Back in D.C. after fourteen years, I felt bracketed on one end by the visceral memory of the first time I felt, with the fullest force, how much motherhood could compel me to behave in ways unforeseen and uninvited by my previous self, and on the other by a decade-and-a-half of living with and for two humans I had created inside me.
It wasn’t my mother's prejudice regarding her potential adopted offspring that struck me; it was this racism infecting my adoption origin story. She hadn’t waited years and years for me because there was some baby shortage in our small Midwestern town. She had waited to adopt because she wanted an "all white" infant girl.
Every Sunday afternoon for two or three years, my parents took a long drive across town to attend Chinese church.
We were guests in the building, renters. The hymnals and Bibles of the church’s own congregation stayed in the pews. Every week, an usher hauled in the church’s box of books, with the name of our church written in marker.
Sometimes I suspected we were guests in Christianity, too.
1. Spend your entire childhood and adolescence in Australia reading books from the northern hemisphere. Pretend that you understand the following things: mint jelly; tobogganing; conkers. Dream about snow. Dream about roasted chestnuts. Dream about mince pies. Dream about Christmas tree forests, the heavy scent of pine and cold. Dream about Christmas sweaters, the uglier the better. Dream about opening presents in front of an open fire. Dream of deep, long, dark nights, and the hope
Adoption has such a huge effect on how I see gifts now. If I am expected to be grateful for anything, I would rather not have it. I don’t want to feel in debt. I find it hard even to write the word grateful in an email. I feel both overly thankful for any offer, for any help, and yet extremely stressed out about having to pay it back.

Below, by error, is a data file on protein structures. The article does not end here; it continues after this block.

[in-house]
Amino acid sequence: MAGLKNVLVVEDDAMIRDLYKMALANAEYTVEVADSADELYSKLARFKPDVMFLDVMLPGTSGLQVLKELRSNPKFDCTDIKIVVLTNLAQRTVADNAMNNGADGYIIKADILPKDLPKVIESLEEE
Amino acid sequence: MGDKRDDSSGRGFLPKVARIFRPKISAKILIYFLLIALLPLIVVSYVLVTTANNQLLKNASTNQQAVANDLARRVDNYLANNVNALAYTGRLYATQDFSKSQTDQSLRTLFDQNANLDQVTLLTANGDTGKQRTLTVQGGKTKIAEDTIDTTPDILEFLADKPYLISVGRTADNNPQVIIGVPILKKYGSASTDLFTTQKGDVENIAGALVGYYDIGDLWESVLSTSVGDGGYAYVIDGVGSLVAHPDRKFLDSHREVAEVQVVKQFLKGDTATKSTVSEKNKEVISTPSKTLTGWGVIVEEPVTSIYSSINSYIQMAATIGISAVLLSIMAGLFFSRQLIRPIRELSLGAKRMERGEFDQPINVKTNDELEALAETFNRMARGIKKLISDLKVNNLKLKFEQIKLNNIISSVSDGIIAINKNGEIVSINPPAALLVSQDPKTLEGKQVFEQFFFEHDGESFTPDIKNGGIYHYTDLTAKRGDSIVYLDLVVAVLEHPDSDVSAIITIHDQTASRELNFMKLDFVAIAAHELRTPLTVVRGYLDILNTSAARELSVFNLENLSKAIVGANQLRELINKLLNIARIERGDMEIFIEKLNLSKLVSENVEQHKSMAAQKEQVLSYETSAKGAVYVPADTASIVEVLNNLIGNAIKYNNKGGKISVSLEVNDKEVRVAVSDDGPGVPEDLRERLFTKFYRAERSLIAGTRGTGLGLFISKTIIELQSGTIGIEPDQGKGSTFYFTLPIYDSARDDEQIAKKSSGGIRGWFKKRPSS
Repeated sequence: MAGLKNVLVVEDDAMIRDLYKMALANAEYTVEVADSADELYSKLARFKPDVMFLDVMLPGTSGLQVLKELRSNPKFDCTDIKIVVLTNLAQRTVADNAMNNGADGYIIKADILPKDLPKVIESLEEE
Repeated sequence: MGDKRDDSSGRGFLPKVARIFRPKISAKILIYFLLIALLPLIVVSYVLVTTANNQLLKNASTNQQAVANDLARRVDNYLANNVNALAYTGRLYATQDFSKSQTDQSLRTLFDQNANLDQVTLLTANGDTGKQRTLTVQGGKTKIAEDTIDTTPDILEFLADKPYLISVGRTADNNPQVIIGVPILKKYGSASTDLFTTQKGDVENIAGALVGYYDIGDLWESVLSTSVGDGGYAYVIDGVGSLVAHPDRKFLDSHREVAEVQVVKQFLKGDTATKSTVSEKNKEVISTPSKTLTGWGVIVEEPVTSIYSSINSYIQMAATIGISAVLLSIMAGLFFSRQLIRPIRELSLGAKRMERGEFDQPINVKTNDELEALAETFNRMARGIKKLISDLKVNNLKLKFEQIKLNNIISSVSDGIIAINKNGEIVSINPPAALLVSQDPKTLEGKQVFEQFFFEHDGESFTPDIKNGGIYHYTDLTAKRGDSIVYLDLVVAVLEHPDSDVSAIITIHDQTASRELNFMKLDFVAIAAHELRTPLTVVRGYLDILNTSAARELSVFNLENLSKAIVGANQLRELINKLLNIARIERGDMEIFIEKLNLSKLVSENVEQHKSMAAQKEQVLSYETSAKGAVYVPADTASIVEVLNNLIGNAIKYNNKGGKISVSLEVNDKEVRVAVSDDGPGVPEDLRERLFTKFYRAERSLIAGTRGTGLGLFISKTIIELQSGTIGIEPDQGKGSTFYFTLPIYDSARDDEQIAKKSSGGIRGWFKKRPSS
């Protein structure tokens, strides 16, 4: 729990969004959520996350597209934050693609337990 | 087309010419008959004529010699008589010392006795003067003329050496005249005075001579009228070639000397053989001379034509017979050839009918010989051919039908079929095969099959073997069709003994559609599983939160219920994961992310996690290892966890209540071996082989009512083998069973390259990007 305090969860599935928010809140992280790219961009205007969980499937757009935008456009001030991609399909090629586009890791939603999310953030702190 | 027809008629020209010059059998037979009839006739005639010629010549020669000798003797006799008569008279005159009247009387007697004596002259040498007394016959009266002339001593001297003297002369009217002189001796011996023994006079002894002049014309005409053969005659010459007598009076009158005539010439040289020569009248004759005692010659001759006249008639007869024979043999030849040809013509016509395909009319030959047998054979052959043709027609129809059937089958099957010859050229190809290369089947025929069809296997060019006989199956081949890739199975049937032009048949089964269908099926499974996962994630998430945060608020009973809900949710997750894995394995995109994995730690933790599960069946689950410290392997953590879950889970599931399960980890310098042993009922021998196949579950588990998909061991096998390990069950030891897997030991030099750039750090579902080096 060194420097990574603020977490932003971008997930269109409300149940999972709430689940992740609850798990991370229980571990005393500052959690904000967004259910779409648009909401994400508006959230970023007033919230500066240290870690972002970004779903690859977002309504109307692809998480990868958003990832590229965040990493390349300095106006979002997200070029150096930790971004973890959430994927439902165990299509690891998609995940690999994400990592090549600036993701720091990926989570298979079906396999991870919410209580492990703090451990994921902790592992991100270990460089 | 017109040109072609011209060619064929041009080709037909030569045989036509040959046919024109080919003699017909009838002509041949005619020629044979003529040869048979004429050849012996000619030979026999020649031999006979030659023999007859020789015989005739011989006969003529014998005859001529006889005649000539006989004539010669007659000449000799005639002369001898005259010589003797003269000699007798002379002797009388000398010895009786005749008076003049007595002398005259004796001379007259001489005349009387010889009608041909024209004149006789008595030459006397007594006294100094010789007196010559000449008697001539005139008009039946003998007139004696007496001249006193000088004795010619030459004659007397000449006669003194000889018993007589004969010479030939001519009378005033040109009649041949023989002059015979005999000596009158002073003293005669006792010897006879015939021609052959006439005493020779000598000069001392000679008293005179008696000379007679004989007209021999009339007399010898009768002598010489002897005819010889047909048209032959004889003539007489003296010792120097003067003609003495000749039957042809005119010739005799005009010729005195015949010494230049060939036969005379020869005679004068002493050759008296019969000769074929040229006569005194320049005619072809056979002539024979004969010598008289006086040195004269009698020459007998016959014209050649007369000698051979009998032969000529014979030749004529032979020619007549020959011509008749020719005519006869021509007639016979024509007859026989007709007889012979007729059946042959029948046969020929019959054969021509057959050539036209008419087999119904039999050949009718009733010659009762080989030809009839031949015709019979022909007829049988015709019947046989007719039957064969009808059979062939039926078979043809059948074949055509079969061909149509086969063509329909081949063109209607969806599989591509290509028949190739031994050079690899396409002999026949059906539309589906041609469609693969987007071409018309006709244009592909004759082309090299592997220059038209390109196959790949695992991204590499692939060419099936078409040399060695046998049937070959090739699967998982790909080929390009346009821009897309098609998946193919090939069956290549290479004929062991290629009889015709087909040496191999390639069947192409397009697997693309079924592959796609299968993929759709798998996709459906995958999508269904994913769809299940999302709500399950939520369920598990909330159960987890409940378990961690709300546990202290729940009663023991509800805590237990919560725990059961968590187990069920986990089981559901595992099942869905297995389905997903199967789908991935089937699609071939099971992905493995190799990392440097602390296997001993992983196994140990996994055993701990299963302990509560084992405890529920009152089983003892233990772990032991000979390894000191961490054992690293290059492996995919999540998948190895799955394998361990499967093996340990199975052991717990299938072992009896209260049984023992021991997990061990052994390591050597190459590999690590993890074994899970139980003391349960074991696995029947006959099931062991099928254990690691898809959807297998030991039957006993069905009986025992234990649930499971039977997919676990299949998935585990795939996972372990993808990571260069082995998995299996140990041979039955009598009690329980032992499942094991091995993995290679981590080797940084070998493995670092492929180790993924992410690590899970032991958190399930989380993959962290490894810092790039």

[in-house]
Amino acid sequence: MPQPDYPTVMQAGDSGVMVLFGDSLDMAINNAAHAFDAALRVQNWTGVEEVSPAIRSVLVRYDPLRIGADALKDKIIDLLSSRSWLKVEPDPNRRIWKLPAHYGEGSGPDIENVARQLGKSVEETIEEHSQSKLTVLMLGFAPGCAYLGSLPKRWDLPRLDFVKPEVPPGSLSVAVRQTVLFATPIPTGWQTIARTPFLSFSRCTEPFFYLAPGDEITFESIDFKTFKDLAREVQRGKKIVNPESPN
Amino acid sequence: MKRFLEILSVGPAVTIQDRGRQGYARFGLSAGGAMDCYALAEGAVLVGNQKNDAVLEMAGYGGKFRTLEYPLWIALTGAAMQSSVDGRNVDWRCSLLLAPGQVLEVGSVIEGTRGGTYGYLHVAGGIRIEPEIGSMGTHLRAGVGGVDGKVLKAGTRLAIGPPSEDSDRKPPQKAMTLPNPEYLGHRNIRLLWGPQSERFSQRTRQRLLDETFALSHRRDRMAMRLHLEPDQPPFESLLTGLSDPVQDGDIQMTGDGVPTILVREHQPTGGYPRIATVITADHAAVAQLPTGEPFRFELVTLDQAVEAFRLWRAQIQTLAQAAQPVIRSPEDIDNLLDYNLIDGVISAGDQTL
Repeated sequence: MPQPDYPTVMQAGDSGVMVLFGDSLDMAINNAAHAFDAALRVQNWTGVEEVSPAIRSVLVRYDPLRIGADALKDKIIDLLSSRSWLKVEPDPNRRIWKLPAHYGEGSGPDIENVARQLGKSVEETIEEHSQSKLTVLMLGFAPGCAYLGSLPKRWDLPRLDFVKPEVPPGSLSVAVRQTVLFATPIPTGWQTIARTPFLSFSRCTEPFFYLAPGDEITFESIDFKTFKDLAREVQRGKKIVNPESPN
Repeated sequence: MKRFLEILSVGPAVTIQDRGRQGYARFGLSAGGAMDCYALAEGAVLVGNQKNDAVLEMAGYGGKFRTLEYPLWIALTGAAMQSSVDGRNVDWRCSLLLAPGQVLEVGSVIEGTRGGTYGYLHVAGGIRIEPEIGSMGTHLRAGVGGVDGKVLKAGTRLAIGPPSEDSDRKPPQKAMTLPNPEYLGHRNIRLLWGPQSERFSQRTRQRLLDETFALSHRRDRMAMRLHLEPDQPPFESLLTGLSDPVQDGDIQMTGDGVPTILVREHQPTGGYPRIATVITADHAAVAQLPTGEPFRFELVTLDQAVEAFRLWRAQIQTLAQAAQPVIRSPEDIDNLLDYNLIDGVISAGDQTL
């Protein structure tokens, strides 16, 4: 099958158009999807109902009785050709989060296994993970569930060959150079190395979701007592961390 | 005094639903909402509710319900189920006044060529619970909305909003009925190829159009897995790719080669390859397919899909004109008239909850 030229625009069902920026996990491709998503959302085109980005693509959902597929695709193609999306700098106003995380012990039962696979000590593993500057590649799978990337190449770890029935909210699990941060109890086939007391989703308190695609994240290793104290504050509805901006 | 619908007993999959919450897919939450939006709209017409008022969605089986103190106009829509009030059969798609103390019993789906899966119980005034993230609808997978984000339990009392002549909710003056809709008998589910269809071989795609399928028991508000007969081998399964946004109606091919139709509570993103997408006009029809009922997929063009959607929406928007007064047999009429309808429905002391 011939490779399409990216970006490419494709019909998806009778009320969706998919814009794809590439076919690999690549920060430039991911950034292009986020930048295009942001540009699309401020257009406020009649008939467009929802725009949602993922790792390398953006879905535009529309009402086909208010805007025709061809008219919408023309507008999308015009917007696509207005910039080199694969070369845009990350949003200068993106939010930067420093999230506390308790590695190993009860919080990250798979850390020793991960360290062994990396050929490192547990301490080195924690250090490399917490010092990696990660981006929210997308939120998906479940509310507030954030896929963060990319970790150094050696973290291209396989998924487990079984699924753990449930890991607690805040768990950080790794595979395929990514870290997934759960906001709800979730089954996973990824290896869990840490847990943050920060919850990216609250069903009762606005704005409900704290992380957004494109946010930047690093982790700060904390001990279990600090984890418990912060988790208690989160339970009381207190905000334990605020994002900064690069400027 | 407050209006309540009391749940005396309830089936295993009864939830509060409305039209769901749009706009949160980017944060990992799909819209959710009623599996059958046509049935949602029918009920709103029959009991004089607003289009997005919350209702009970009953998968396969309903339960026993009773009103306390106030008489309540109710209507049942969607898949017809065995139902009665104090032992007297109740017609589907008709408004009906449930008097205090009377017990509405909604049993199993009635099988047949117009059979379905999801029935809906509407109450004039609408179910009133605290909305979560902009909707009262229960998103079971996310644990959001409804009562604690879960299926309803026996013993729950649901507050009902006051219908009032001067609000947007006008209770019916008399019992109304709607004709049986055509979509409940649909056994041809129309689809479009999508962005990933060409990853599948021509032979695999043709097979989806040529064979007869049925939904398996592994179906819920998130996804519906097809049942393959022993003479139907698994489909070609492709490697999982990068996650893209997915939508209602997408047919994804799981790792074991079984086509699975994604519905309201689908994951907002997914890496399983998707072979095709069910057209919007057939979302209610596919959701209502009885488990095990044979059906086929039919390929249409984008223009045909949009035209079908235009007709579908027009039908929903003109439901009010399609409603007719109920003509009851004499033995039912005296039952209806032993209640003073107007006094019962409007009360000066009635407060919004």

It is profoundly disturbing to imply that adopted kids should feel lucky to be alive, which is exactly how it felt every time my grandmother (or religion teacher, or other various and sundry well-intentioned commenters) spouted off some iteration of “your birthmother chose life.”
I think a lot of adopted children feel they are Not Allowed to be angry; I think a lot of adopted adults feel, still, that we are Not Allowed to be angry. The predominant narratives of "National Adoption Month" explain why: most adoption narratives, particularly those available to children, leave no room for pain.
Last year, a couple in Florida – presumably hoping to distinguish their $45,000 adoption crowdfunding campaign from others like it – came up with a gimmick they referred to as the “Baby Draft”: If you donated, you could vote for your favorite football team, and the adopted child would be raised as a fan of whichever team got the most votes.
Giving up or going forward would require all hands. And there was one additional problem: among his crew was an incapable infant me. So my father did what any good crew member would: He put me in my car seat, tied the car seat to the mast below deck, with a bungee cord as my baby sitter, and finished the race. My attachment to boats, wild and innate, grew from that day forward.
In 1949, when I was five, my cautious Catholic parents bought a movie theatre in a Lutheran-Mennonite village in southern Ontario. My mother later told me they were trying to give my father a break from teaching high school—a rest from the long hours, the conscientious prep and marking, and the stress of dealing with unruly teenagers.
She was a mesmerizing storyteller, with an eye for the lurid detail and a sense for just how much to exaggerate. I had her repeat her stories over and over again, as children do. They were touchstones in a vast, confusing universe. Her experiences and those of our counterparts in Pine Valley roiled beneath the surface of my quiet suburban childhood.
Nintendo was to be my central fasciniche, and more than that: it would be my lantern in the dark, offering me the means to comprehend my existence and the will to try. I had been a boy without a role, trapped in a world I couldn’t understand. But a game gives you a role. A game gives you a world you’re meant to understand. In a game, it’s impossible not to belong.
These are facts: three years ago you were 23, you were in graduate school, and you had cancer. This wasn’t always the case, of course, but that’s what became of you over a single Thanksgiving break. Other facts will emerge over time, many will begin to feel as though they had always been a part of yourself, but these three are constants. You hold them close to yourself.